If she was wearing a uniform, she might not have been attacked: Postwoman's colleagues

After a postwoman was allegedly molested during a delivery on Wednesday, sources in the postal service said that if she had been provided with a uniform, the accused might not have dared to attack her

Barely a month into her new job, a 22-year-old postwoman is now terrified of going back to work after a security guard allegedly molested her during a delivery on Wednesday, raising questions about the safety of postwomen in the city.

Sources at the postal service said that the attack could have been prevented altogether if the survivor had been provided with the mandatory uniform. Women were allowed to join the postal service in Mumbai from 1991, and in the years since, their numbers have swelled to over 500 postwomen.

However, for the past five years, there have been constant complaints that female staffers are not given the mandatory uniforms - khaki sarees or shirts - and are sometimes not given identity cards either.

This paper had reported yesterday that the postwoman was on her way to make a delivery in a Juhu residential building on Wednesday afternoon, when the security guard allegedly dragged her into the lift and molested her (‘Security guard forces postwoman into lift, molests her’, mid-day).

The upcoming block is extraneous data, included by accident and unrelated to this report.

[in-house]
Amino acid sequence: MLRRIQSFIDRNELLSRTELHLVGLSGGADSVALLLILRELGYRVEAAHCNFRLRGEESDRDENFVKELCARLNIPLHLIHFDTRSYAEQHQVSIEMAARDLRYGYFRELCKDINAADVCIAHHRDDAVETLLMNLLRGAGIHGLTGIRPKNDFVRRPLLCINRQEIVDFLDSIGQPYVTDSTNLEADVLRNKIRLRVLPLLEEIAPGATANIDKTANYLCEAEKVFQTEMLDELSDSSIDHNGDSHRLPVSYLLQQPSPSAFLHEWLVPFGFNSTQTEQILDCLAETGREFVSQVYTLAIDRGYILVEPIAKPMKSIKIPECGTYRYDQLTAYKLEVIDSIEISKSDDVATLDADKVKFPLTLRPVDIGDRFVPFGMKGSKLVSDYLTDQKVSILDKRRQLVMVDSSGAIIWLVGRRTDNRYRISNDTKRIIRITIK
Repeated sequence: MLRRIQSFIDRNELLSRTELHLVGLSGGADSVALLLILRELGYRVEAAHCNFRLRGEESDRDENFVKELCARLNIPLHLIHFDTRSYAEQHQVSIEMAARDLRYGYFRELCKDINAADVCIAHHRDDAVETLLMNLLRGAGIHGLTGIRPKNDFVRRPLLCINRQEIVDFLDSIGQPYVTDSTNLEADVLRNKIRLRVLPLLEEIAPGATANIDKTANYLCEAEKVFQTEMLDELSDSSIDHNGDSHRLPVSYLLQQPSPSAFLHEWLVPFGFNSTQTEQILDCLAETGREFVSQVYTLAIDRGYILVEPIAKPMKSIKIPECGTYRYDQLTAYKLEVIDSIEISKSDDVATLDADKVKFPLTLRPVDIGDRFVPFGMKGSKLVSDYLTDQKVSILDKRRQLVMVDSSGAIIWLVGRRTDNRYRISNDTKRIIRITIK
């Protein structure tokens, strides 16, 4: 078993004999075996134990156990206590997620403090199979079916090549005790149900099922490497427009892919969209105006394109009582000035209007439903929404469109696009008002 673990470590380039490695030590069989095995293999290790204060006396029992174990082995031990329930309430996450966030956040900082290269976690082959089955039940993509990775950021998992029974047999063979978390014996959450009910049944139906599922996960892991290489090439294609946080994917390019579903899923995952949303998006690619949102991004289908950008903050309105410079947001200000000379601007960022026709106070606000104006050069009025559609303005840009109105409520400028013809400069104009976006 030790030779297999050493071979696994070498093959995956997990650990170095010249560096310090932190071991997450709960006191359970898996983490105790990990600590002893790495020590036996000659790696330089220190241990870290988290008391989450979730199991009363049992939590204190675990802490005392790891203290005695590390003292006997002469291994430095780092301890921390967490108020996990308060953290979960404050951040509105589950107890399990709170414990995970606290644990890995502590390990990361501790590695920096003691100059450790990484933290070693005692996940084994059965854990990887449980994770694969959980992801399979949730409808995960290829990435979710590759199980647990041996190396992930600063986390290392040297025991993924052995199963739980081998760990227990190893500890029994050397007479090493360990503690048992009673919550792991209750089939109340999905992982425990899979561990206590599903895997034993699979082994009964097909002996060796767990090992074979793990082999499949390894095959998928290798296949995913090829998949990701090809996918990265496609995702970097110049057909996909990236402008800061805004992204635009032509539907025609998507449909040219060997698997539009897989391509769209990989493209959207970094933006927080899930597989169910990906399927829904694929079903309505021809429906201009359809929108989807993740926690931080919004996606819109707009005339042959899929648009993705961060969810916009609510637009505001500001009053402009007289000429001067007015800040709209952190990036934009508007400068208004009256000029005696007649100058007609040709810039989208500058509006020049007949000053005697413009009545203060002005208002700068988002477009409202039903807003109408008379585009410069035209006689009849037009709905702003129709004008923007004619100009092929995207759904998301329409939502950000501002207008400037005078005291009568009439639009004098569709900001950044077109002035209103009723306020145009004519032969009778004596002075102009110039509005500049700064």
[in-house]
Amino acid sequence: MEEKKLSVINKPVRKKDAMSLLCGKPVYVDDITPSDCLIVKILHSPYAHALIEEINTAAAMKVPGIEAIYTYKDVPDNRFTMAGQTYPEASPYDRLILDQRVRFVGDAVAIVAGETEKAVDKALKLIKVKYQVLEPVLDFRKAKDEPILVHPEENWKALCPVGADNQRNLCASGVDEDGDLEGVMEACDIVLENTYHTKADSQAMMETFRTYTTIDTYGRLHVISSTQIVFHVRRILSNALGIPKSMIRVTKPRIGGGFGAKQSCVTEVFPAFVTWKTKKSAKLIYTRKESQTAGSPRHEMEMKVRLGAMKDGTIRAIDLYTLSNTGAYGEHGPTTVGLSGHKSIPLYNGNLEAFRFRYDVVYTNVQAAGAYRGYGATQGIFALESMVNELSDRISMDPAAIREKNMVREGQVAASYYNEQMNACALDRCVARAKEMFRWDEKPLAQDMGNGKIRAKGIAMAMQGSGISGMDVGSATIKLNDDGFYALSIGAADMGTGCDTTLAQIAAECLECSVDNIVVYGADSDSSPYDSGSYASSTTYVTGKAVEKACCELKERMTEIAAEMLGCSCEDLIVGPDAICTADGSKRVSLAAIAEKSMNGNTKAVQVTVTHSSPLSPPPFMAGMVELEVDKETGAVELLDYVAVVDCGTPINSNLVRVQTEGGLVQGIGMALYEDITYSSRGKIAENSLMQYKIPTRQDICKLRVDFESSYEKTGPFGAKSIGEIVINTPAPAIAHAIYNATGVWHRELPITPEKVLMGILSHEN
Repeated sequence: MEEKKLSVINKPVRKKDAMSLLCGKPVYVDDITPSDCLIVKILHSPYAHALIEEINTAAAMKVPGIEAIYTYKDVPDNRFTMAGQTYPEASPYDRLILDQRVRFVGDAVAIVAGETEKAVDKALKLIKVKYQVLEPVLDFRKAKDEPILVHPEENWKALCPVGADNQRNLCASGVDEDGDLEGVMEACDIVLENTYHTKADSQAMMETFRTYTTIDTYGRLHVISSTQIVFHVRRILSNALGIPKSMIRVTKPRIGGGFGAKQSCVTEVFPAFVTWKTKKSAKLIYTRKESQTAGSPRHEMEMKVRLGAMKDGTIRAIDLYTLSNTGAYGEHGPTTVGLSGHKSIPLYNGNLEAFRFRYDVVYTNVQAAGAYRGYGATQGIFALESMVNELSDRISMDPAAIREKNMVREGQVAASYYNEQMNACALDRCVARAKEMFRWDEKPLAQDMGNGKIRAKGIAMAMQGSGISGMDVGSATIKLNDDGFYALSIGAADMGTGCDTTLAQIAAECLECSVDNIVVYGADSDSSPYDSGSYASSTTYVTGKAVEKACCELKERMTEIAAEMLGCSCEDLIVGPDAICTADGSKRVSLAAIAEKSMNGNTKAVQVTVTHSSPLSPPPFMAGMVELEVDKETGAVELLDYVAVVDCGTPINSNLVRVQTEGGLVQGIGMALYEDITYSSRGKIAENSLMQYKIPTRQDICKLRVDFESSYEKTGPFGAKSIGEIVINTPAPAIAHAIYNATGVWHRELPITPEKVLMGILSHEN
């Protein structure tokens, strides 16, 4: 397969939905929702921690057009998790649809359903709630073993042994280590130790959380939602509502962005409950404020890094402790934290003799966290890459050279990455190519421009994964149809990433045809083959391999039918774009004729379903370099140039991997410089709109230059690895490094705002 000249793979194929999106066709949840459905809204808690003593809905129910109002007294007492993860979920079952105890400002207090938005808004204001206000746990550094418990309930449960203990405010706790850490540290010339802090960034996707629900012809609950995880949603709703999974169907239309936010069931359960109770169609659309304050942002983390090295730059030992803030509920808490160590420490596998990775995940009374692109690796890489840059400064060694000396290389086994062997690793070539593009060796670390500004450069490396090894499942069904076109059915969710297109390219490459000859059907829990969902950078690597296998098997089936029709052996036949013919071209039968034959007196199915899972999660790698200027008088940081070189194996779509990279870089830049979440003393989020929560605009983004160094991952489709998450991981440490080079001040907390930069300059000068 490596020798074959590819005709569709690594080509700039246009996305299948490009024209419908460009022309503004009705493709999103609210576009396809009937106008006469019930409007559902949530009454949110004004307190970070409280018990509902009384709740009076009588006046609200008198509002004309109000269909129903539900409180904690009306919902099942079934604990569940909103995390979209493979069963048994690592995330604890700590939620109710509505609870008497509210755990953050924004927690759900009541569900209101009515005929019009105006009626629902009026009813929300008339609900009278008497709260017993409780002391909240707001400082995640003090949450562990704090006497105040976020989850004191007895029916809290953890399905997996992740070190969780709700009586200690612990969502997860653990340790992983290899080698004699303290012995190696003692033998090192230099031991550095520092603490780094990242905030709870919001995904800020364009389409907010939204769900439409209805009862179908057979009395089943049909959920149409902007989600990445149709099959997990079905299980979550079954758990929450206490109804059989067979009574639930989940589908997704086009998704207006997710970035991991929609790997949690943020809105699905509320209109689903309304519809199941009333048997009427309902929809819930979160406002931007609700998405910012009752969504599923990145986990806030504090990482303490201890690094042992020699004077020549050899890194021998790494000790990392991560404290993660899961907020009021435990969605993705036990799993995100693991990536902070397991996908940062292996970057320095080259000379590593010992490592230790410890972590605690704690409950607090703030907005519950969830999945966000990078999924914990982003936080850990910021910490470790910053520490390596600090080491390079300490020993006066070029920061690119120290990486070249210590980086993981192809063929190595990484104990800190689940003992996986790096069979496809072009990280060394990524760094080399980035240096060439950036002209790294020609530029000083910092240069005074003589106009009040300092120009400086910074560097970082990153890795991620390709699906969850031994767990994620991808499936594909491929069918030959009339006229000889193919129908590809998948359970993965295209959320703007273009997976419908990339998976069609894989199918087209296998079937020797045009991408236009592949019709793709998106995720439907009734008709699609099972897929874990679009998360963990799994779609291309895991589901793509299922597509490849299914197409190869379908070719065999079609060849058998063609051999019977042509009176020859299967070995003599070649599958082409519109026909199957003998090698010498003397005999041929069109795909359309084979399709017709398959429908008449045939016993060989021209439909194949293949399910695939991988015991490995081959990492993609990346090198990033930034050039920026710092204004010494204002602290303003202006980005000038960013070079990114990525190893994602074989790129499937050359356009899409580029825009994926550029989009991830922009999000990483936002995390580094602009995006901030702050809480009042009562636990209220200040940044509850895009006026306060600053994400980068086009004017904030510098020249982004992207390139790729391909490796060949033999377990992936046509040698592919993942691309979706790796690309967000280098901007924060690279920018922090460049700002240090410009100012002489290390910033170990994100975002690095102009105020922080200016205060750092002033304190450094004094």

The survivor was not provided with the uniform or an identity card, and was wearing her own clothes - a salwar kameez. According to her colleagues, if the security guard had seen her in the uniform he might have hesitated to attack a government employee.

Cops arrested the accused, Vidyakanth Mishra (19) and he was produced in court yesterday and remanded in police custody. According to the police, although the building has four CCTV cameras, the lift is not covered by any of them.

The survivor said, in her statement, that her hands, arms and waist had been injured when she was forced into the lift. She added that when the lift’s door opened on the seventh floor, the security guard attempted to drag her to the terrace, but she escaped and ran to a resident on the fifth floor for help.

“Had she not resisted, the security guard would have managed to drag her to the terrace, as none of the residents had opened their doors in spite of her screaming for help,” said the postwoman’s colleague who arrived at the scene soon after.

Shaken by the attack
The survivor has been given three days off from work to recover from the incident. However, in her terror, she has refused to go back on the field and has instead been transferred to a desk job in the Juhu post office.

According to her colleague and neighbour, the survivor was shaken by the attack, especially because it took place in broad daylight in a ‘safe’ residential neighbourhood.

“She wanted to leave the job but cannot do so, as she has three younger sisters and is the only earning member in the family. She joined work a month ago, after the death of her father, who was also a postman,” added the neighbour.

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